Location: Shimbashi, Tokyo
Nakagin Capsule Tower is located in Shimbashi, Tokyo. This is the remaining Japanese Metabolism, being used as a residential and office. It can be seen as a lot of speakers from afar but they are actually for rental purposes and the remains of Japan’s postwar cultural resurgence.
13. Sugamo Shinkin Bank / Shimura Branch Azusawa, Itabashi-Ku, Japan by Emmanuelle Moureaux
Year Constructed: 2011
Location: Azusawa, Itabashi-ku, Japan
The theme for this Shinkin Bank branch is an open sky motif. It may look like some colored squares stacked into each other but upon entering, you will see three elliptical lights from the interiors. The designs on the exterior lights different colors during the night.
14. Tokyo Apartment by Sou Fujimoto Architects
Year Constructed: 2010
Looks like a four house stacked on top of each other, Tokyo Apartments is very unique. The apartments are connected by stairs and ladders both inside and outside the building. The exterior is painted white and it is like an experience on mountain climbing, seeing from atop is a must.
15. Nasu Teepee House In Nasu, Japan by Hiroshi Nakamura and NAP
Year Constructed: 2013
Location: Nasu, Tochigi Prefecture
This is a site built for a couple. Nasu Teepee House is located at Tochigi Prefecture and is characterized by triangular houses, seemingly buried in a grove of mixed trees. What makes this unique is that it is like a tent and provides a warm comfort to the owners.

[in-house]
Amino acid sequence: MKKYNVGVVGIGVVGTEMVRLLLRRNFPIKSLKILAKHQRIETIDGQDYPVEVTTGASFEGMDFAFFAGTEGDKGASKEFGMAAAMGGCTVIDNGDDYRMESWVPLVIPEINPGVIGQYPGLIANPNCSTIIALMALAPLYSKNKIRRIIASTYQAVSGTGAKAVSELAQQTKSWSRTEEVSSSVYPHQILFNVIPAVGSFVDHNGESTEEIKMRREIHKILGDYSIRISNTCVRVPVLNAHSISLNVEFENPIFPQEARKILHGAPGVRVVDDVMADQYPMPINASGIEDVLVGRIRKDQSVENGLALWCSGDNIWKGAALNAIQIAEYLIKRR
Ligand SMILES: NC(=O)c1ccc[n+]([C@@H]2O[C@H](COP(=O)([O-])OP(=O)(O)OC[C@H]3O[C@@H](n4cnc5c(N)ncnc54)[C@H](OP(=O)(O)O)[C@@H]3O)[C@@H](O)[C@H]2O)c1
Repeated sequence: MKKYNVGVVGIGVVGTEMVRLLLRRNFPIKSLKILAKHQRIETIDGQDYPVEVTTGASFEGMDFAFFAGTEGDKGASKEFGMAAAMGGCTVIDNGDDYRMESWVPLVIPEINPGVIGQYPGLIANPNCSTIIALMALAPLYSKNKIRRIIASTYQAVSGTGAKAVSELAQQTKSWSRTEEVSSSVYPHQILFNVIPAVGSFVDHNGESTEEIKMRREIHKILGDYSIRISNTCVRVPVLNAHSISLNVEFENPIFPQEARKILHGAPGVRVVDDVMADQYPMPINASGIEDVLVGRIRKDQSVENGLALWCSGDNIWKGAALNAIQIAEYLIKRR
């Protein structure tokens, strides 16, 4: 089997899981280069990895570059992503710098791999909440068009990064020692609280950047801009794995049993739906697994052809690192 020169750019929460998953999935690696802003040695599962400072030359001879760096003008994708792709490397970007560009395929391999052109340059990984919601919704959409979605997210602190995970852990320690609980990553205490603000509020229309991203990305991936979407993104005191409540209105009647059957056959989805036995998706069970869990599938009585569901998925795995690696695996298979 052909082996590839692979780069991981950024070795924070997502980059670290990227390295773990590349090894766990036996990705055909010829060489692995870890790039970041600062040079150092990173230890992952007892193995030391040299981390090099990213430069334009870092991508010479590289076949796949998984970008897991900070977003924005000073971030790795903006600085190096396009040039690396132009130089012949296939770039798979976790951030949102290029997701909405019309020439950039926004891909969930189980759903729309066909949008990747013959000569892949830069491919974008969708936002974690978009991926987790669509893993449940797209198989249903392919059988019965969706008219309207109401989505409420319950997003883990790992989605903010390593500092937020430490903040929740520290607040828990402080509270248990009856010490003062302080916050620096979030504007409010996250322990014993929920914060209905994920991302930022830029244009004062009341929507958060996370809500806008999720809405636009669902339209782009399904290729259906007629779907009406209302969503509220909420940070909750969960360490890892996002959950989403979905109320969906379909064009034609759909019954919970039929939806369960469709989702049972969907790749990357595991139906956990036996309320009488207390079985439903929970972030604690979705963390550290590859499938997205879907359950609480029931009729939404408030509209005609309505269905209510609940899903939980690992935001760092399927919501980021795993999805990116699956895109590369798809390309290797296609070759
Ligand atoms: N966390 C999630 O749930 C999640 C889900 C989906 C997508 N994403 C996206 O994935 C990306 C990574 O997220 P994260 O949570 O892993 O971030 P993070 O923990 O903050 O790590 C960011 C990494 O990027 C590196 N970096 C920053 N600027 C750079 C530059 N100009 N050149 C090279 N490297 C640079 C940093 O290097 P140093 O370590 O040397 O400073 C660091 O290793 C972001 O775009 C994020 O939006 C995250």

Famous Japanese Architects
1. Kengo Kuma
He is notably known as the designer of the New National Stadium, Sunny Hills in Aoyama, and the Starbucks Reserve Roastery building. He teaches and ran a lab at Tokyo University.
2. Tadao Ando
Known for religious buildings, Tadao Ando’s notable works are Omotesando Hills complex in Omotesando, Tokyo Skytree in Sumida Ward, and the 21_21 Design Sight Museum in Roppongi.
3. Kazuyo Sejima
She is one of prestigious Pritzker Prize receivers and is notably known for her works such as the police box outside Chofu Station and the Hokusai Museum in Sumida Ward.
4. Toyo Ito
Toyo Ito is known for his conceptual works of architecture and that resulted in him designing TOD’s Omotesando building, the Mikimoto 2 building in Ginza, and the Library of Tama Art University in Hachioji.
5. Kenzo Tange
One of the most influential architects of the last century, Kenzo Tange is known for the Tokyo Metropolitan Government Office in Shinjuku, St. Mary’s Cathedral (also called Tokyo Cathedral) in Bunkyo Ward, and the Yoyogi National Gymnasium in Yoyogi Park.
It is fun to learn many things about the architecture of Japan. From the traditional to modern, latest designs, and the famous architects in Japan, we can conclude that even the buildings in the country are rich in history, even enhanced by talent and skills. Try visiting the modern Japanese architecture in Japan listed above and witness the man-made wonders of Japan.